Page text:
Chances and challenges for the airfreight industry
E-commerce giants are gearing up
And there’s no doubt that the logistics sector is being driven forward with a dazzling display of innovations by Amazon in the west and Alibaba in the east: With the launch of Prime Air and some very promising deals with the Air Transport Services Group (ATSG) and Atlas Air, Amazon is simultaneously improving both its market position and its logistical performance: ATSG and Atlas Air have twenty B767 cargo airplanes each on standby for the e-commerce giant.
Amazon is also dead-set on the idea of having drones carry out last-mile package deliveries. The company has now patented a technology for mobile drone stations that will serve as warehouses and service points for charging, repairing and replacing drone batteries.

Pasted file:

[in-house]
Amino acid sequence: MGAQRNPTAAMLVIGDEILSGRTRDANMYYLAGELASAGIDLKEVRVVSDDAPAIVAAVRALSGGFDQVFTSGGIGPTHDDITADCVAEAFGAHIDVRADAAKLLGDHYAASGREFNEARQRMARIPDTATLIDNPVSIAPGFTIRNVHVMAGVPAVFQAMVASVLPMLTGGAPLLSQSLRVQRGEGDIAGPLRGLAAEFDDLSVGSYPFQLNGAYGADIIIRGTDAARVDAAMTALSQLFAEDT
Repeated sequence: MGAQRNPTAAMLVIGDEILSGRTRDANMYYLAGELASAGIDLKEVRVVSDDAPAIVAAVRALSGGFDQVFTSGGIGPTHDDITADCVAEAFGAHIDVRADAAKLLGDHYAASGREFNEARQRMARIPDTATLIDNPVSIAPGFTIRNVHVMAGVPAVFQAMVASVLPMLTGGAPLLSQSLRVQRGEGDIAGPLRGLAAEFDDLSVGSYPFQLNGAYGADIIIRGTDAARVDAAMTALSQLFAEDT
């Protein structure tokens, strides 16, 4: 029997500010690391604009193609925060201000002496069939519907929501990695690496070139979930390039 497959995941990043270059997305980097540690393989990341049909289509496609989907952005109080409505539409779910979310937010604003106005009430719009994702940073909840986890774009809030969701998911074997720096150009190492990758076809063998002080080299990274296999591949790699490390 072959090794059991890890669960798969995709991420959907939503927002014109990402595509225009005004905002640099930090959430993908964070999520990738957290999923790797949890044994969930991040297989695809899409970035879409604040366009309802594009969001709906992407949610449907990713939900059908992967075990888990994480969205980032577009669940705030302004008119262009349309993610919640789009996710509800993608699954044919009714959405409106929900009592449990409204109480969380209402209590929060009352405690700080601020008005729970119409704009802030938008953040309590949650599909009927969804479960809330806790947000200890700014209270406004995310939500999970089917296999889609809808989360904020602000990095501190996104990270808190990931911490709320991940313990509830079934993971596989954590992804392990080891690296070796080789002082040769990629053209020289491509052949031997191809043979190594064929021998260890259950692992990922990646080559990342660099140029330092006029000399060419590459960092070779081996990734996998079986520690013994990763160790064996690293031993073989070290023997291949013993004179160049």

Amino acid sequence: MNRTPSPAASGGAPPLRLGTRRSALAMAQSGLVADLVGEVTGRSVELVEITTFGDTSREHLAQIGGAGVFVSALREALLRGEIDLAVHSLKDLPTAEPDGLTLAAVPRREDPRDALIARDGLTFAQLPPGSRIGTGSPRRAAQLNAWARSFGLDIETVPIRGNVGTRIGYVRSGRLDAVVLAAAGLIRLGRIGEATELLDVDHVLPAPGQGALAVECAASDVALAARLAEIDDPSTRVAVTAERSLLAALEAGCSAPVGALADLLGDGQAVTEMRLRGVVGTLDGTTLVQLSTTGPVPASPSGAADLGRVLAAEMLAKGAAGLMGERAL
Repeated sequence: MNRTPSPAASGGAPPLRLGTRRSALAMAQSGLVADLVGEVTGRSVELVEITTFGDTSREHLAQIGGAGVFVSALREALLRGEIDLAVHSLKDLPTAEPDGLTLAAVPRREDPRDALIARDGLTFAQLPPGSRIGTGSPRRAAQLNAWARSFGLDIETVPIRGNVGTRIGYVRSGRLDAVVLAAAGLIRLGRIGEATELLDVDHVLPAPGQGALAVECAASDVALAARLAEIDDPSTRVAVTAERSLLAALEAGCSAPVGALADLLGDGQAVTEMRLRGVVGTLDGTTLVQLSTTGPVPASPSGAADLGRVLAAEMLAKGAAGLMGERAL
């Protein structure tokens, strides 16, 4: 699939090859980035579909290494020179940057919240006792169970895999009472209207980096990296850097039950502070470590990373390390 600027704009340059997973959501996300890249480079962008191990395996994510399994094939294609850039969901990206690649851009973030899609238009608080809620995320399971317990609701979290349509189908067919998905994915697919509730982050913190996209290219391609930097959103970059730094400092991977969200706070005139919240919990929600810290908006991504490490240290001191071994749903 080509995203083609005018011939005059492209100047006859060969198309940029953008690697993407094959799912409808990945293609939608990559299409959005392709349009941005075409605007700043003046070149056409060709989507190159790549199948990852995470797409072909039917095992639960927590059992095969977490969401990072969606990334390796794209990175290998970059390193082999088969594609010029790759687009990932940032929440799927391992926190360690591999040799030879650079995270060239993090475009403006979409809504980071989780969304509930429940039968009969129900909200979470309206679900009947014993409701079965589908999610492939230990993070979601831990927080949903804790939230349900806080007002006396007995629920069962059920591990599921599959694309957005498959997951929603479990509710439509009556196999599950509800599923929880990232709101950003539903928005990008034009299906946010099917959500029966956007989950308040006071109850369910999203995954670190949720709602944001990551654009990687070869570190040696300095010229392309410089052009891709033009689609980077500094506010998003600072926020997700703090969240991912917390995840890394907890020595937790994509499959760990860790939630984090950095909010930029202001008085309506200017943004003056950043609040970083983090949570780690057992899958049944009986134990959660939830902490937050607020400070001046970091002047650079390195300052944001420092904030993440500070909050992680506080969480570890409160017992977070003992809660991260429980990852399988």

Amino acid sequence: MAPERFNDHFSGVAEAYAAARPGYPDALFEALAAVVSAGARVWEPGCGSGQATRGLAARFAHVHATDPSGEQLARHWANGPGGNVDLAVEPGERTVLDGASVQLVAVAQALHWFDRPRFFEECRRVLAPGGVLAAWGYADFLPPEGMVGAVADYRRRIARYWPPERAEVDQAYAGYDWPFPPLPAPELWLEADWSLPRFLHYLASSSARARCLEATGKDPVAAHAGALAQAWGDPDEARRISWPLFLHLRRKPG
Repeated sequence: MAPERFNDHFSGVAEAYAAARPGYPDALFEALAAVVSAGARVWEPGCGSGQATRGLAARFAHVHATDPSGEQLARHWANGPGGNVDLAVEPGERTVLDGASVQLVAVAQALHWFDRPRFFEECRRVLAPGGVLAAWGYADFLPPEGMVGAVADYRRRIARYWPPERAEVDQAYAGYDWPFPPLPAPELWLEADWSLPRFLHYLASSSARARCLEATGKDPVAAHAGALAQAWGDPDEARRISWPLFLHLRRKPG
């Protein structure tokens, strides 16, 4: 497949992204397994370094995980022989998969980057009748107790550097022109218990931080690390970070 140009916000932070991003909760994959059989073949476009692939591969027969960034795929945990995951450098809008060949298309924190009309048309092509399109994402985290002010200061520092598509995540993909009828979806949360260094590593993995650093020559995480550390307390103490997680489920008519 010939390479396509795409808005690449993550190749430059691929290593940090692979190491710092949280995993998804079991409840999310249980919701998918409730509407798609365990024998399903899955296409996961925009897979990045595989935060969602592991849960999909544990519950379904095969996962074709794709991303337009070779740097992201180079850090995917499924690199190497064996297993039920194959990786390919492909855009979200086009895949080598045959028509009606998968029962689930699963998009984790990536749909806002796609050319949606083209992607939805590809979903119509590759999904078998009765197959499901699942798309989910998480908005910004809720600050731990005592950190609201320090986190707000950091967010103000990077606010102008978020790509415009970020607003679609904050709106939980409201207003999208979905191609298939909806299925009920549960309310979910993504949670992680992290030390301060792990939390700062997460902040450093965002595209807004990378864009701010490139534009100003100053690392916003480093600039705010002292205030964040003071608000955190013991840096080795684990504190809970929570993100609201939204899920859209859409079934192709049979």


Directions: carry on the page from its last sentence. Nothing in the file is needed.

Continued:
IATA recognizes the need for action
E-commerce and omnichannel trade also offer airlines enormous opportunities, but they require old structures to be abandoned and new answers to be found to meet the needs of all stakeholders along the value chain.
In a strategy paper published in July 2017, the International Air Transport Association (IATA) stresses the need for a paradigm shift in the airfreight sector in order to benefit from the changed market environment – for instance, with fast and punctual delivery across all national borders and end-to-end track & trace technologies.
China’s best-selling e-commerce provider, JD.com, has signed a strategic partnership with China Eastern Airlines to optimize the efficiency of its logistics services, both domestically and internationally. Both companies share resources at their stations and combine their respective airfreight logistics networks.
End customers are considered too: CHAMP Cargosystems enables consumers to follow up on their order status using simple voice commands via Amazon’s Alexa service. The system integrates CHAMP’s TRAXON Track & Trace service, to which many airlines are already connected, including Lufthansa Cargo, American Airlines Cargo and Cathay Pacific Cargo.
Photos: Rbarta24 (Wikimedia Commons), Amazon, Paul Ridderhof